Our 6th Birthday!
Dear Friends and Supporters,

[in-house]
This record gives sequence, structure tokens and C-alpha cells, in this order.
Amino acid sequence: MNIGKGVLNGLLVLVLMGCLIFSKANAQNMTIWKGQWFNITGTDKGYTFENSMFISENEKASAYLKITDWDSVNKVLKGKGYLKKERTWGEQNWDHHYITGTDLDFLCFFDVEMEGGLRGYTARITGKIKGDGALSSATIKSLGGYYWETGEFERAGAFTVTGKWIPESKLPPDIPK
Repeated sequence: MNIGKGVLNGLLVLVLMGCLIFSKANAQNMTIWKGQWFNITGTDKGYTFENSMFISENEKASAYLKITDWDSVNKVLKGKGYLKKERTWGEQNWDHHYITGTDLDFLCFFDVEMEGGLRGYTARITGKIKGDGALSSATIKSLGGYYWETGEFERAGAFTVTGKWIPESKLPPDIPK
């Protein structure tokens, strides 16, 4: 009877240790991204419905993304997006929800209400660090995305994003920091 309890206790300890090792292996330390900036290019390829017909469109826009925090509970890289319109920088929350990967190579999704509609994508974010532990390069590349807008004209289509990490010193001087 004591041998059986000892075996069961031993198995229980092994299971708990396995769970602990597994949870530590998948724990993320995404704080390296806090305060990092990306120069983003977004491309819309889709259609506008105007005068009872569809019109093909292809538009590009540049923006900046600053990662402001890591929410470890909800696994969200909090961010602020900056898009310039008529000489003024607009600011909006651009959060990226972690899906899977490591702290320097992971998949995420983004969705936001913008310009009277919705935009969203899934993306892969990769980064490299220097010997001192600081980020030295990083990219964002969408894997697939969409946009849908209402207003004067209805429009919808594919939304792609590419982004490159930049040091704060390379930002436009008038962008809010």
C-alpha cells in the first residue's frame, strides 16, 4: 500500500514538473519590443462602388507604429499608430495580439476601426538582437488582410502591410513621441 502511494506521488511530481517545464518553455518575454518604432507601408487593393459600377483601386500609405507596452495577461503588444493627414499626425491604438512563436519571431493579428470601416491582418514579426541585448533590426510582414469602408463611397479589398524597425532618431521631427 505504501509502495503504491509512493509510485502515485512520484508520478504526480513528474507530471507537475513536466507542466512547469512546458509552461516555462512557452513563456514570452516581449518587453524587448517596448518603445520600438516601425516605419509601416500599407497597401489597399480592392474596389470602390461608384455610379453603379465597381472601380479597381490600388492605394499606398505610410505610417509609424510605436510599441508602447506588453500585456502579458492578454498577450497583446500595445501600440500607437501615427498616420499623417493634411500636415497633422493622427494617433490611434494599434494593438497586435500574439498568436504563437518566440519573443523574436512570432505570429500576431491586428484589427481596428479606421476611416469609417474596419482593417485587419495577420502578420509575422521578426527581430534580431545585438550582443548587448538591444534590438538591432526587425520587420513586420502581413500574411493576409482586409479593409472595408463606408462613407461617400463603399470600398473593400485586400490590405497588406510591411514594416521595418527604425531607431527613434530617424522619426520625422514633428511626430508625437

We are ecstatic to announce that on this International Children’s Day, Free To Shine celebrates our 6th birthday. There’s been trials and tears, but mostly there’s been laughter and immense joy. In the last year alone, our team in Australia have volunteered another 3,800 hours of their time, we’ve raised another $265,260, employed 8 more Education Outreach Officers in Cambodia, reached 19 more villages, enrolled 260 more girls, provided 2,000 more library books, 210 more water filters and built 6 more houses! I’d love to take this opportunity to acknowledge the part you have played this year and to tell you how very much we appreciate it.We partner with parents, grandparents, aunts and uncles as they do their best to keep their children safe and in school. Our girls understand the difficulties their parents face. 11 year old Reaksa says, “Even though I am small, I am the eldest of my siblings. I cook, clean, water the plants and feed the cows. And I take care of my two younger sisters. After lunch I take them to the field with library books, so they can read while taking care of the cows. This is a hard job but I am happy to do it because I am happy to help my parents earn money. If I cannot do all these jobs, my mother could not work to support our family. So I feel I am like part of the parenting team.”In Cambodia there are no legal consequences if parents do not send their children to school, so we must rely on encouraging, motivating and insisting. It took 11 months of visiting one particular family before the parents of 7, 9, and 11 year old children, agreed they could begin school. Initially, you might think that these parents do not care about their children. Yet on the children’s first day of school, mum was so nervous that after she walked her children to school, she sat outside the classroom the entire day waiting for them. She wanted her children to know she is there for them and supports them. These 3 children have now settled into school well and are thriving.As you know, we enroll girls at high risk of being targeted by sex traffickers and we teach our families about the ploys these traffickers use. Yet once a particular ploy no longer works, sex traffickers change tactic, so we need to stay current. One organisation reports that sex trafficking of children in Cambodia is no longer prevalent, but in fact, all they researched was the number of children that could visibly be seen in the commercial sex industry. In contrast, another organisation reports rescuing over 570 girls in the last 2 years. This marks an important change in the sex trafficking industry. Pedophiles can no longer walk into an underage brothel and choose a child. Now, it happens behind closed doors, often with girls from rural communities. Sex is rarely purchased in a brothel now - instead it is purchased in the entertainment industry; karaoke bars, beer gardens, massage parlours and perhaps the newest and most alarming – cafes. Now there are undercover teams in Cambodia to raid, rescue and prosecute, so traffickers don't keep children on-site anymore. Instead the "deal" is brokered in bars etc. and the child delivered to a hotel. Another new ploy is teenagers from rural villages being tricked into accepting offers of fake vocational training.On the Corruption Perception Index, where 0 indicates total corruption and 100 indicates the lack of corruption, Australia is rated a 79 whereas Cambodia is only rated a 21. We decided a long time ago not to participate in any form of corruption. In order to operate so successfully in Cambodia we are honest, even when it is difficult. This has sometimes meant that things take an awfully long time, yet it has earned us the respect of the government ministries, and the respect of ourselves.We have high standards and we are professional. We do what we say we’ll do, and we’ll do it with a positive attitude. We are determined and committed to helping our girls and their families. We understand the situation we are working in and we are skilled in responding appropriately and helping our families solve their problems. We work really hard but we enjoy our work.Delivering books to 11 year old Sreythib is truly an uplifting experience. “My mother loves my library books very much, she almost never lets me pick them out for myself, as she always wants to choose them too. She gets so excited when Free To Shine visit,” says Sreythib. “I usually read the stories to her in the evening, it makes her really happy. My mum can’t read by herself, but she pretends that she can by looking at the pictures and describing what she thinks is happening in the story.”We work closely with commune chiefs, village leaders and school directors. Out of the 44 village leaders we work with, only 2 are female. Of the 47 school directors we work with 5 are female. These 7 women serve as excellent role models to us, the girls on our program and their communities.13 year old Pourb, a grade 7 student herself, has for the last 3 months been teaching basic English and Maths to grade 3-5 children in her village. When I asked her why, she said, “My first reason is for money. I make $2.50 per month. My second reason is to help young students in my village who cannot afford to pay for extra classes with qualified teachers but can afford to pay me a reduced rate. In Maths I teach addition, subtraction, multiplication and division. In English I teach the alphabet, and some simple words. I have 8 students. I teach for one hour each day. I like teaching so much. It is my dream job for my future.”We have a retention rate of 96%. We are honoured by this statistic, as it shows that all our hard work, honesty and partnering with families works, and works well! In fact, of the 4% who left our program early, 34% were aged 16-18 years and 60% moved out of the area into areas where we don’t yet operate our program.Over 6 years we have raised a total of $675,513 and with that we have kept 700 girls across 44 different rural villages safe from being trafficked, we have 4,000 library books being read, provided access to safe drinking water to every girl on our program and have built 10 houses. We are also extremely proud of 3 of our girls that graduated grade 12 this year; 2 of whom went onto university and 1 whom went onto vocational training.It is our commitment to continue to build upon our success and reach an ever-growing number of girls. When we reach 1,000 girls, we believe we will have enrolled every girl at high risk within a 90-minute radius of Siem Reap.But there are other towns, and other girls, outside our current reach. In response to this, we recently embarked upon a research trip to Battambang Province to determine whether we should replicate our program there. We assessed several rural villages to see whether girls are at high risk of being trafficked there, and if so, whether our program would offer a good solution to that risk. Village and Commune Leaders were aware of trafficking occurring in their communities. We were able to build strong connections with them, and they were supportive. One Commune Leader stated, “I am so excited to hear that your organisation wants to operate in Battambang Province. I will support and help you with whatever I can. My 4 walls are open to you.” So now we place our attention on raising the $188,000 required to reach the first 300 girls in Battambang. If you’d like to contribute to making this possible you certainly can.Thank you for being a part of our special journey.With much love and appreciation,Nicky MihCEO Free To ShineIf you'd like to help you can donate here, or you can donate directly to:Account Name: Free To Shine LtdAccount Number: 140557497BSB: 633-000